I'm certainly not an expert in PHP, but I've used these books to learn enough to create the shopping cart for the Argon Zark and Dinosaur Cartoons books.

PHP for the World Wide Web A Visual Quickstart Guide by Larry Ullman
Peachpit Press   $19.99
Like most of the Visual Quickstart guides, this is concise and informative. It's easy to look up individual procedures without wading through pages and pages of text.
PHP and MySQL Web Development by Luke Welling and Laura Thompson
SAMS   $49.99
You have to be willing to go through the tutorials, but if you do, you get a solid grounding in PHP and MySQL fundamentals.
Essential PHP for Web Professionals by Christopher Cosentino
Prentice Hall   $ 29.99
Short, tutorial based introduction to PHP. Good place to start.
Macromedia Flash MX for Windows and Macintosh, Visual Quickstart Guide
By Katherine Ulrich
$24.99 Peachpit Press
Level: Introductory
This is a good introduction and an excellent quick reference. It's easy to look up individual topics, which are arranged in short sections. The text is succinct, but detailed enough to be genuinely useful.
Flash MX Savvy (With CD-ROM)
By Ethan Watrall, Norbert Herber
$50.00 Sybex
Level: Introductory to intermediate
This is the best overall book I've seen on Flash MX. Unfortunately, it doesn't exist in a Flash 5 edition. I was tempted to class this as "introductory to advanced", except that some of the others make a better introduction and the Flash Bible still covers more detail.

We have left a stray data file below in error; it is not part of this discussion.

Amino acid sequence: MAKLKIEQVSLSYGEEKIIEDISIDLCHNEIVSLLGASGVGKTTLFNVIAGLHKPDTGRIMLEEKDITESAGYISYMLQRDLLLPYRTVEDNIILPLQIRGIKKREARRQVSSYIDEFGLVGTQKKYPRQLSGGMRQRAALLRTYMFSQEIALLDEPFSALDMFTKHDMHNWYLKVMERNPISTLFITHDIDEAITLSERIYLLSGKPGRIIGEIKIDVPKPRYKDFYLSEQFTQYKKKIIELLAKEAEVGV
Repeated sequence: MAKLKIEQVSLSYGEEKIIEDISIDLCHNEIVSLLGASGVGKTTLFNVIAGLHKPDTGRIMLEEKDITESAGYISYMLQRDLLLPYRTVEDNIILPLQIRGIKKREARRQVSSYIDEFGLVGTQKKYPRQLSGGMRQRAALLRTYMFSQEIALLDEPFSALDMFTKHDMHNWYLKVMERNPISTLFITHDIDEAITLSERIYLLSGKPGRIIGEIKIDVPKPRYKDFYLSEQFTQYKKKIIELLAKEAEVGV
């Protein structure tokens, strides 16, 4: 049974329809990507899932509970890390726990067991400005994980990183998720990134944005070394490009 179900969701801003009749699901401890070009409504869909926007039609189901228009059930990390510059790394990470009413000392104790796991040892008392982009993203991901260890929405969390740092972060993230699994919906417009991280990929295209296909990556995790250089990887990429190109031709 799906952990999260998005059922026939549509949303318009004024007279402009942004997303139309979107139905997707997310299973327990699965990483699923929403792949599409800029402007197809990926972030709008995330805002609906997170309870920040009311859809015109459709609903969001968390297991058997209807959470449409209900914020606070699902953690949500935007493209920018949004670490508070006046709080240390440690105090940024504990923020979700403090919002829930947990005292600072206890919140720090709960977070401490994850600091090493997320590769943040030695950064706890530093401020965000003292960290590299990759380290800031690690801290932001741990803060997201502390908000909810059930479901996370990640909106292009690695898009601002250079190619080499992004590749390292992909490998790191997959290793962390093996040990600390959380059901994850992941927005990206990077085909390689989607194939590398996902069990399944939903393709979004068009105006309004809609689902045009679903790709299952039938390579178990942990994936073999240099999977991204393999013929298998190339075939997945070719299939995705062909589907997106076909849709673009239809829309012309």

Flash MX: Graphics, Animation & Interactivity (with CD-ROM)
By James L. Mohler
$41.95 Delmar Learning
Level: Introductory to intermediate
This book is well organized, well written and insightful in terms of quirks and nuances that can save you trouble. My only reservation is that the book is heavily dependent on the accompanying CD-ROM; without it many of the sections would not be very useful. More advanced than the Foundation book, this falls somewhere between that and the Flash 5 Bible. It's more project dependent than the Visual Quickstart book, but better organized than the Foundation and Bible books. If you just want a quick reference, use the Visual Quickstart Guide.
Flash MX Bible (with CD-ROM)
By Robert Reinhardt, Snow Dowd
$49.99 John Wiley & Sons
Level: Introductory to advanced
I wish this book was organized and written a little better, but it's probably the most in-depth resource I've found on Flash. It covers topics and details that the others don't. I class it as introductory because it does include good introductory sections, but this is really overkill as an introductory book. This is the book I'll use to look up difficult problems and unusual topics, but it's not as easy to use as some others.
New Masters of Flash by Yugo Nakamura and others
Friends of Ed   $59.99
Beautiful exposition of various projects by Flash gurus with step by step instructions on how they did it. Pretty cool.
Effective Web Animation by J. Scott Hamlin
Addison-Wesley Pub Co   $44.95
A good cross section of web animation techniques.
Cartoon Animation by Preston Blair
Walter Foster Pub   $24.95